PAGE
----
What really impresses me about this three-minute video (thanks, Mel), where a young pilot in an emergency situation lands his harrier jet on a “stool,” is not the landing itself but that someone had the foresight to design and deploy such stools in the first place.  Because, when you think about it, was this emergency any more foreseeable — or potentially devastating — than, say, the BP Deepwater Horizon disaster that spewed tens of millions of barrels of oil into the Gulf?  Could a consortium of the giant off-shore oil drillers not have pre-deployed one or two containment domes as a sort of cheap insurance policy against just such a disaster?  One day’s transport time from any rig in the Gulf instead of the 87 days it took to cap the BP spill? Have any such been made and pre-deployed even now?

Indeed, isn’t it generally smarter and cheaper to deal with foreseeable catastrophes in advance — like repairing or replacing decrepit bridges before they collapse?  Or mitigating climate change before most of the world’s major cities have to be moved?

How do we persuade the Republicans in Congress to stop blocking the American Jobs Act that would put so many people back to work repairing our crumbling infrastructure?  How do we persuade them to replace the climate deniers who chair the Senate* and House** science committees with people who actually “believe in” science?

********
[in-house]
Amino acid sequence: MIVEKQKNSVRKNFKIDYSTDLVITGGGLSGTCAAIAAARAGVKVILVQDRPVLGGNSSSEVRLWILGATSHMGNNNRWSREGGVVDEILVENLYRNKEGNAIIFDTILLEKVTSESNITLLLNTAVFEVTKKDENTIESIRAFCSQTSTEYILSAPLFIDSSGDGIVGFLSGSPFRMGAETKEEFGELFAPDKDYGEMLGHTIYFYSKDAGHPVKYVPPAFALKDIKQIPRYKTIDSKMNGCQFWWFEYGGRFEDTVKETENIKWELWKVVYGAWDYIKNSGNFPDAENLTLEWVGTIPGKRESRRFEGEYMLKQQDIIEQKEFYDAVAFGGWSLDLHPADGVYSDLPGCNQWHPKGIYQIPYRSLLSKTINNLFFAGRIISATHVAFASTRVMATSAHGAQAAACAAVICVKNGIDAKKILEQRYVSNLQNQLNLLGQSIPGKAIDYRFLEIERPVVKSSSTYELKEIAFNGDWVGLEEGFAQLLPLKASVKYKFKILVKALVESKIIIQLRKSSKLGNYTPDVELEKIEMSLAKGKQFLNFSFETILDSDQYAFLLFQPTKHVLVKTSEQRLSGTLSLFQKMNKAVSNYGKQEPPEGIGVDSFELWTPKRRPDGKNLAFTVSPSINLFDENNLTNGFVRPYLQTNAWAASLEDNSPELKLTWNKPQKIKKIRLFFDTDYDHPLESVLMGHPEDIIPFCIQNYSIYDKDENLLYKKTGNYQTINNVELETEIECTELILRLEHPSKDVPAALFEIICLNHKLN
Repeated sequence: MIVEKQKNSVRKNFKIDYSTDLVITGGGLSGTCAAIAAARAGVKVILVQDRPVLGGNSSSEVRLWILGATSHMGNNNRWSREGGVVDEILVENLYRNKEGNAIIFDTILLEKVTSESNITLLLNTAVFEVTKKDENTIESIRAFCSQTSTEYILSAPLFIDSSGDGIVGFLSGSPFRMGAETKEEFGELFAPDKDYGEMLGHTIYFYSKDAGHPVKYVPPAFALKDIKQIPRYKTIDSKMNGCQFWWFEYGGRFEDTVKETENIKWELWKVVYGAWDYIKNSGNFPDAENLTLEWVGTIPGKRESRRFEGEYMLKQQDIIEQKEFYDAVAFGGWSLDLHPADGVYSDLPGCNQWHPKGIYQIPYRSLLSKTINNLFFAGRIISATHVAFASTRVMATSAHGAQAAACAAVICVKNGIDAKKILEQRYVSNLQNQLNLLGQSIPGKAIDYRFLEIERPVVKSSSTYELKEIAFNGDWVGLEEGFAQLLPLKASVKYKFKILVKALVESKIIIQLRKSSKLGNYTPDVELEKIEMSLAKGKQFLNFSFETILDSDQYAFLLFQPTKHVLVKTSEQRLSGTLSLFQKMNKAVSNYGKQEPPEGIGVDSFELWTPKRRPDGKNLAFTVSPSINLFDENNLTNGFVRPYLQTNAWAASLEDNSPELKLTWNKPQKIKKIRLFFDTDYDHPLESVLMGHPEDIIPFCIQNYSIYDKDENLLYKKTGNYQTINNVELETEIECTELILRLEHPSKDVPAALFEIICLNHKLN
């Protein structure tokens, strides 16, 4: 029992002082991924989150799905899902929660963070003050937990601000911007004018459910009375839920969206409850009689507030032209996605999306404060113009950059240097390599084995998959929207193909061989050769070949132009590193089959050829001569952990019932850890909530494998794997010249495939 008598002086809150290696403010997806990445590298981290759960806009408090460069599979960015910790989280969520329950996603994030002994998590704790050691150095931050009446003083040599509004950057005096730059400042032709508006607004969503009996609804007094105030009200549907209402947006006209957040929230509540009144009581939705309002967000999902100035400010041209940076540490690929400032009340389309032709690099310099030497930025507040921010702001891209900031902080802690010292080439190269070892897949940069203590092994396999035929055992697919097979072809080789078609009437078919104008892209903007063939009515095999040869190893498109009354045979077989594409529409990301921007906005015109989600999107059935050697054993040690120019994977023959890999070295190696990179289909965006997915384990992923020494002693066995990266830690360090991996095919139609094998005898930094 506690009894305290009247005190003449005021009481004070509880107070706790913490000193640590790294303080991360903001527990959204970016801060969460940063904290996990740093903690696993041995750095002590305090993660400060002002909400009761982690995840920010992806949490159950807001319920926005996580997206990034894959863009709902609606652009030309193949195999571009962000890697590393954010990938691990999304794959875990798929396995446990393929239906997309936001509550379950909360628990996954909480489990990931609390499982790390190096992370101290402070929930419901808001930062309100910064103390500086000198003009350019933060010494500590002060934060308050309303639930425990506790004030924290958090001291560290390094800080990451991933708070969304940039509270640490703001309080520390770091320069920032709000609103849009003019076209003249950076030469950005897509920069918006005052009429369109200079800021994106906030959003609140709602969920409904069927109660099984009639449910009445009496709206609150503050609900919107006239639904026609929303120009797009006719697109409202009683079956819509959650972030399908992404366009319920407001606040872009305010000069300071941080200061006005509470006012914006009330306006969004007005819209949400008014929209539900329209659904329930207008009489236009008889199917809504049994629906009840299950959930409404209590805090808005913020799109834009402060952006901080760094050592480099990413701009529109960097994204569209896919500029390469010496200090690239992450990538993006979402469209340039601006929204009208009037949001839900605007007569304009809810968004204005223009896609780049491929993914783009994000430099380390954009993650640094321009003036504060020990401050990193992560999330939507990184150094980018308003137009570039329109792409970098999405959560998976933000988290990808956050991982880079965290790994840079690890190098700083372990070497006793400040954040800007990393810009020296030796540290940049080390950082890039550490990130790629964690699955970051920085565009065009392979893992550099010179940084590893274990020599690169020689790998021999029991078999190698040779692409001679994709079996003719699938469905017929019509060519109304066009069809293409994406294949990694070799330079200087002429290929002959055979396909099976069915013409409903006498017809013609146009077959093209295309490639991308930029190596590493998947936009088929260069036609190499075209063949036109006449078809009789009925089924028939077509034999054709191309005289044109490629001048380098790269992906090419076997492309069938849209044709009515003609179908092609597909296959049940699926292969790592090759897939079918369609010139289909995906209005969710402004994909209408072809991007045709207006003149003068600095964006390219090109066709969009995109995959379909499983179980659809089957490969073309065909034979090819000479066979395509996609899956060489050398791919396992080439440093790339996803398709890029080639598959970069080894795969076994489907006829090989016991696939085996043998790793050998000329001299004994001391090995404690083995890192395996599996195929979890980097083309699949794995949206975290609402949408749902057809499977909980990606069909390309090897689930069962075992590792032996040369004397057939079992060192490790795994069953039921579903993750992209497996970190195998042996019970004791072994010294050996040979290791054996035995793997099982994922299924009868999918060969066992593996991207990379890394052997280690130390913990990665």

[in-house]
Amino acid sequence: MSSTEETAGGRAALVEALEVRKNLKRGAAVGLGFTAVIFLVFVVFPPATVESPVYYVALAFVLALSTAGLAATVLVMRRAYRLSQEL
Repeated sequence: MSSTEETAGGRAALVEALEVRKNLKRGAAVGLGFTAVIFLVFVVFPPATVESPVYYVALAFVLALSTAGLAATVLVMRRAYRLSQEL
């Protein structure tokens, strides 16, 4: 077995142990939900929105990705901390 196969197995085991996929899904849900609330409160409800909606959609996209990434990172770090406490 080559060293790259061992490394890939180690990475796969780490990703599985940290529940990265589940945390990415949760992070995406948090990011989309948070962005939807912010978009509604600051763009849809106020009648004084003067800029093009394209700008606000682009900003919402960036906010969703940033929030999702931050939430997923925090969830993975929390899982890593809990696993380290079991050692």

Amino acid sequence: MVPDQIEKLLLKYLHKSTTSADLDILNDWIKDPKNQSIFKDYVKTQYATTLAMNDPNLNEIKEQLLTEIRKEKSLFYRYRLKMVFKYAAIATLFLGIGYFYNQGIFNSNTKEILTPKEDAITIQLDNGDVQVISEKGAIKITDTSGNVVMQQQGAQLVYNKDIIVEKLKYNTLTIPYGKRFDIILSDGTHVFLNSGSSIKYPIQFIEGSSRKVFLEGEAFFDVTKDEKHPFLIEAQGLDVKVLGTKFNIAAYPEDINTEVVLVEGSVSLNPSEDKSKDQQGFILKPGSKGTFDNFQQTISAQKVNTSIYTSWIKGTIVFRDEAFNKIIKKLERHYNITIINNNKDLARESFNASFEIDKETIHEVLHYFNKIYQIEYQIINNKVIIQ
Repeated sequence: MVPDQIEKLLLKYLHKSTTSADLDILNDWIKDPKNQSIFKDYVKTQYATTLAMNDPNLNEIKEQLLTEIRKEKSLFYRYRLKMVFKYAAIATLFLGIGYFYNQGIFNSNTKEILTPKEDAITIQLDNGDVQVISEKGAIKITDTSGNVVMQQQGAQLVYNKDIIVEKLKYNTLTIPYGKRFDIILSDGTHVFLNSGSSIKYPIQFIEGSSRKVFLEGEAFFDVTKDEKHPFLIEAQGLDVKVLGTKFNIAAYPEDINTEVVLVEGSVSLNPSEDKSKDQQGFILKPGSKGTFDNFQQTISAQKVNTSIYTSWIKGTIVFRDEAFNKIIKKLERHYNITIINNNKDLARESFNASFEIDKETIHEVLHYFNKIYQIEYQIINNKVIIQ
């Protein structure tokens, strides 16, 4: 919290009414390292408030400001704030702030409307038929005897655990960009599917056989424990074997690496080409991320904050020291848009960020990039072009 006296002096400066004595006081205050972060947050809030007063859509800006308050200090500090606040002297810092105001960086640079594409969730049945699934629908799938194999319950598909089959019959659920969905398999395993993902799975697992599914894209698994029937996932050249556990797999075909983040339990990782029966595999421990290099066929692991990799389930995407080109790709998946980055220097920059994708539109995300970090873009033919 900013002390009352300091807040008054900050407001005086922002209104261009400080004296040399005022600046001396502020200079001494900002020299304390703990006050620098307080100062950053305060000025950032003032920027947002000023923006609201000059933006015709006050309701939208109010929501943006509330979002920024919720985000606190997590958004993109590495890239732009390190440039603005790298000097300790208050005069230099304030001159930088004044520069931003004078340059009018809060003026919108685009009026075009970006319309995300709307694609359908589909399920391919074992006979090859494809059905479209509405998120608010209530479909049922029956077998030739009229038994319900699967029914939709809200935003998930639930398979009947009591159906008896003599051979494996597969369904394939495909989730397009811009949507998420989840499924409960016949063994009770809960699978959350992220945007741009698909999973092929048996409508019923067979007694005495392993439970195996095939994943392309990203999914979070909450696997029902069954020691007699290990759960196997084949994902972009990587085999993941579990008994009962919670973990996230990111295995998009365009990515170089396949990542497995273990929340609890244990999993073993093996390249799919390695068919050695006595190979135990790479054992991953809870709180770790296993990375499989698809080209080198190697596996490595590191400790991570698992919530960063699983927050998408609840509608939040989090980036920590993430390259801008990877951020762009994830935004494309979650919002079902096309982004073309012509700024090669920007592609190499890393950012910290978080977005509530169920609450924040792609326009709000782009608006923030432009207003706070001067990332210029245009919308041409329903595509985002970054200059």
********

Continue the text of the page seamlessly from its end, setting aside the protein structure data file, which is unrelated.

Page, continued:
The President’s State of the Union proposals make so much common sense.  For the common good.  But for the party that rejects them, priority #1 — as this Tom Toles cartoon reminds us — is enriching the already best off.

 

*” . . . ‘God’s still up there [says James Inhofe]. The arrogance of people to think that we, human beings, would be able to change what He is doing in the climate is to me outrageous.'”  (Click here for more Inhofe quotes juxtaposed with science-based rebuttals.)

**”Smith . . . has worked to undermine climate science in his position as chairman of the committee. He’s investigated National Science Foundation grants to researchers working on climate change on the premise that those grants aren’t in the ‘national interest.’  Nor does he seem particularly interested in finding out more about climate science. His committee has held more hearings on aliens than they have on climate science . . .

 

 

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